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September 1999
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Andrew Bird's Bowl of Fire Oh! The Grandeur! (Rykodisc)

Review by Jessica Brandt

Oh baby! Oh Nelly! Oh! The Grandeur! The Bowl of Fire comes smokin' on through again with their sophomore effort which will blow you away as much as the first (1998's Thrills Buy it, dammit!). If you dig hot jazz, swing, crazy fiddle playin', and superb jazz musicianship, then you need this album.

Grandeur begins with sort of a "bonus track." Bird is doing the soundtrack for the upcoming Tim Robbins movie The Cradle Will Rock, and one of the songs for the film, "Candy Shop," made it onto the album. The small, wallet-sized book that acompanied the disc gave a sort of disclaimer that the song was recorded in haste as a demo track for the film, but Bird felt "the tune- with its snap, vigor, and potential saleability- seemed to sum up our ambitions quite well." Rightfully so, because it could very well be the best track on the album. Full of all the good things that make up BOF- great jump, intense yet lively solos, and heartfelt vocals by Bird make me want to listen to it again and again.

Track two is one they've been playing in concert for a while. "Tea and Thorazine" sets the mood for the rest of the album which tends to stray from the vigor of "Candy Shop" and delve deeper into Andrew Bird's dark world of the mentally disturbed. The tune is slow, with eerie fiddle sounds to set the tone of a horrific mental institution. In the liner notes, the usually private Bird gives some insight into his inspiration- his brother is Autistic and spent some time in an institution where he got his art supplies taken away by some bad doctors.

"Wishing for Contentment" starts off very slow, with Bird pondering quite frankly "You know, sometimes I find myself....wishing for contentment." Apparently he's found a way to keep busy, and the song rips into a fast-paced jazzy tune, with great guitar and fiddle solos. The next song, "Wait," uses the lyrics to a poem by Galway Kinnell by the same name. Fans of Bird finally can figure out where he got the title for his first (solo) album, Music of Hair. A wonderfully slow and painful song, great for bar closing, crooned beautifully by Bird.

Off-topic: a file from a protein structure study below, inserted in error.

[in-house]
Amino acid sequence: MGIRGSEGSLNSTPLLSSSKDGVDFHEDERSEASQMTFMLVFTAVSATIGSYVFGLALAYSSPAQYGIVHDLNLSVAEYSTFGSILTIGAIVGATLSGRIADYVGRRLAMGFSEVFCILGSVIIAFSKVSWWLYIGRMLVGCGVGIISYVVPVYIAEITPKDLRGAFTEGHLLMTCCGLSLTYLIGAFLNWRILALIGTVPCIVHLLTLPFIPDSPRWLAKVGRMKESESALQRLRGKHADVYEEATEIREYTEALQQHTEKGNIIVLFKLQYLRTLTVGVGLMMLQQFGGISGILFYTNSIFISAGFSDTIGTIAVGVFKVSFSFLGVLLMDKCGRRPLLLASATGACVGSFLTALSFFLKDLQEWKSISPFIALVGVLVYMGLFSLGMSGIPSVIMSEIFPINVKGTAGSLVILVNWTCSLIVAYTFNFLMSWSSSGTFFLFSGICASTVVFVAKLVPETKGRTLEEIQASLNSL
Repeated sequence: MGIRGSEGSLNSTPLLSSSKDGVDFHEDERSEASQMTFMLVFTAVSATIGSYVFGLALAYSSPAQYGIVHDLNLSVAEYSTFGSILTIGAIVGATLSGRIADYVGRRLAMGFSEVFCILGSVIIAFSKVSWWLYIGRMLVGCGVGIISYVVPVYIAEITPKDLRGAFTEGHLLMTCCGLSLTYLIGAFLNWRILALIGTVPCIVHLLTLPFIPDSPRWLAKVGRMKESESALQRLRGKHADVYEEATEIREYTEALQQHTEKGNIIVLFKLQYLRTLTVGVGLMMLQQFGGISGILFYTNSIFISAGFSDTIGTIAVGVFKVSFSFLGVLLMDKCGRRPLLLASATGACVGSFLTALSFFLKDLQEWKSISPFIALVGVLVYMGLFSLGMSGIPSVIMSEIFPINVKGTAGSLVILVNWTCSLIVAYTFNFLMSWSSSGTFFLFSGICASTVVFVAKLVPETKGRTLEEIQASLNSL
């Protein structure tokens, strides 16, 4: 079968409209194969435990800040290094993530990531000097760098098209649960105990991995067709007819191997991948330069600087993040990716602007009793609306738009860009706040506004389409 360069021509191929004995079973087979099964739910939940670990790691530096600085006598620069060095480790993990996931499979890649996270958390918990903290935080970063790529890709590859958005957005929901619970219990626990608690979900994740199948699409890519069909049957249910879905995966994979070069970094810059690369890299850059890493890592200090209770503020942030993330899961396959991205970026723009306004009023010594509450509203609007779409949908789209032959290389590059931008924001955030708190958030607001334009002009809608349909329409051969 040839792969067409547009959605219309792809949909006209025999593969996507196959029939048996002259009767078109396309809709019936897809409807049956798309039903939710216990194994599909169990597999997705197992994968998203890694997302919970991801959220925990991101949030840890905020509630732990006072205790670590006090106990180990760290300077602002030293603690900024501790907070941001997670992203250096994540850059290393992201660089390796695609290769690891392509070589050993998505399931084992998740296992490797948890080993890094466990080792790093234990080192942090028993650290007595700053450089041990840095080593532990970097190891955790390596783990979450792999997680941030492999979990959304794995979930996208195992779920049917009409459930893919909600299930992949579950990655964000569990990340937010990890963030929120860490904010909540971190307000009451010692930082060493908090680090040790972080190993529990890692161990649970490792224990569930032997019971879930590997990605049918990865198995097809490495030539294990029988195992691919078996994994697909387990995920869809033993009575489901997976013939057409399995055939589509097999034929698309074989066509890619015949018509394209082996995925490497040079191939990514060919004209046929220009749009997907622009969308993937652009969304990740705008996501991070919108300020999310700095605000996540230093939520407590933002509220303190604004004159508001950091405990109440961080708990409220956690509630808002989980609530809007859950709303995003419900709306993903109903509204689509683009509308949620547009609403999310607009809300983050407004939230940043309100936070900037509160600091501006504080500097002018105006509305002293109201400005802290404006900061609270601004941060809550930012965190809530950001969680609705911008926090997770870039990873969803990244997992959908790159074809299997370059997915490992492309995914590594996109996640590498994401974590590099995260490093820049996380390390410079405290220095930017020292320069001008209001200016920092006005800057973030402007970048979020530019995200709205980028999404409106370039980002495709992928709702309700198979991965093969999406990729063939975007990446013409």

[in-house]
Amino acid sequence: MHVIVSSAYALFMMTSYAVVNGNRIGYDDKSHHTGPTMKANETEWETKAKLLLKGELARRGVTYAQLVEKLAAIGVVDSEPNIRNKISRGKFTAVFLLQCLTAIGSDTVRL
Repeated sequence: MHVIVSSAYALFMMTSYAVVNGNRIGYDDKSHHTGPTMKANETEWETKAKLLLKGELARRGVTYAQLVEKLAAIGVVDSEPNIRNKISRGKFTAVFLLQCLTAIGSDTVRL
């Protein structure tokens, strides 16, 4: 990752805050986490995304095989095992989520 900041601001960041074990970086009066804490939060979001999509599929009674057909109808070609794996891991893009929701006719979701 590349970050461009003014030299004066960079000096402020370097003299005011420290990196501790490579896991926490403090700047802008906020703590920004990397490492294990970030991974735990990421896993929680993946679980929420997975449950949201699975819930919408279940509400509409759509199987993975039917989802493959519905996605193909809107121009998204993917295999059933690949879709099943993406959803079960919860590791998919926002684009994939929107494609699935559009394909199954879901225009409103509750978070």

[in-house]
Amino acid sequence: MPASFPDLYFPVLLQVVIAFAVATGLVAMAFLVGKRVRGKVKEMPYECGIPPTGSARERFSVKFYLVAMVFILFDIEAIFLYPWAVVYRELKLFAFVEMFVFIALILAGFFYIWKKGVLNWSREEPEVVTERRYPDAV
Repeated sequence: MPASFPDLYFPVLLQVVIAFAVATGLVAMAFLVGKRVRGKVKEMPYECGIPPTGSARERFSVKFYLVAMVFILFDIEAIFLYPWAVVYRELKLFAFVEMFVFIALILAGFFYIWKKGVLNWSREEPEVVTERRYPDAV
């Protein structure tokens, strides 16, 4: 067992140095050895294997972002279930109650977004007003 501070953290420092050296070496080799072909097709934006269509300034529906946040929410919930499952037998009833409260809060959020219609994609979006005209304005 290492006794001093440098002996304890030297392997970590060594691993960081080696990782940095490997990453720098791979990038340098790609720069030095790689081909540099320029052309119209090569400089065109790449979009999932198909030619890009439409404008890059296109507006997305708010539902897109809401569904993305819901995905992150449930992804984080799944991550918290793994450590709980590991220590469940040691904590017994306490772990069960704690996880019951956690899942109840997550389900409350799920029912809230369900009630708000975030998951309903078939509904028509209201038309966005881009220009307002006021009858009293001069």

"The Idiot's Genius" is a song which Bird declared at a concert to be inspired by fellow Chicago musicians The Handsome Family. "I was driving one day, listening to The Handsome Family, and I was so inspired that I had to pull over and write this song." It's another slow and eerie tune, with a breathtaking bowed bass untertone fron Josh Hirsch.

"Vidalia" is my other favorite song on the album. About Bird's somewhat insane grandfather, who ate vidalia onions like apples for "what ever ails ya', heart disease the grippe and such." This tune shows off Bird's amazing ability with the fiddle. While most of his other songs are in a solid 4/4 or 2/4 time, "Vidalia" takes the insanely fast pace of gypsy music. Bird plays all over the fiddle without missing a beat and keeps it rocking from beginning to end.

"Beware" is another slow tune. A sort of warning from the wise Bird to all of the little children to beware of what people might tell you. The song goes into a grand crescendo, with banging piano. The mixing is a little rough on this one, but it gives it that very "personal" sound. The song also contains the wise lines "It wasn't long ago, just before the time of Nero, we had no concept of zero." My my.

"Dora Goes to Town" is a swingin' little number with nonsense lyrics that will please all the swing kids of late. "Feetlips" is a fast-paced tune that begins with fiddle plucking (as opposed to bowing) and tells the story of a man who is even more tragic than Pierrot Somepeople from Thrills. After a deafening pause, Bird breaks back in with the air of an opera singer and finishes off the song.

"And so..." is a short instrumental, followed by the upbeat Latin "Coney Island Shuffle" which is just spectacular live. These two are followed by another instrumental in "Respiration" which is slow and folky, nearly painful.

"(What's Your) Angle" is a cute dance number with a lot of long words that rhyme with "angle" and such, and ends with the term "fangle bang." Nearly uncharistically Bird, but he carries it off as if he were a truly happy guy.

"The Confession" is slow and sweet. It's the nearest to a love song, or a loss-of-love song I suspect Andrew Bird will ever pen. It's slow and beautiful, in regards to the singing and the fiddle playing.

After a short instrumental reprise of "Beware" comes another bonus track, albeit an advertised bonus track. Bird and Co. are awfully fond of their drinking, so it's only fitting for them to have a "Drinking Song (In The Grande Style)" cap off Grandeur. What makes it "in the grande style" is its reeling piano and sing-along vocals. But it's also a warning to never try to out drink the roughly 5'7", 150# Bird who, from what I hear, can put it away much like Stone Cold Steve Austin.

From its marvelous music right to creative packaging and extremely amusing liner notes, Oh! The Grandeur! could proove to be one of the best albums of the year in its category. If only there were a category for it. The Bowl of Fire is one of the most talented bands I've ever seen and heard, full of energy and love for their music.

In fact, this album is so good, The Shrubbery is going to give away one copy to the person who writes us the saddest story about how he/she cannot afford to go buy one for themselves. Email your sob stories to theshrub@theshrubbery.com and we'll hook you up.

However, if you can indeed afford it (it can be a substitute for food), why not give the less-fortunate a better chance at winning and Buy it at Amazon.com!

A+ [100%]

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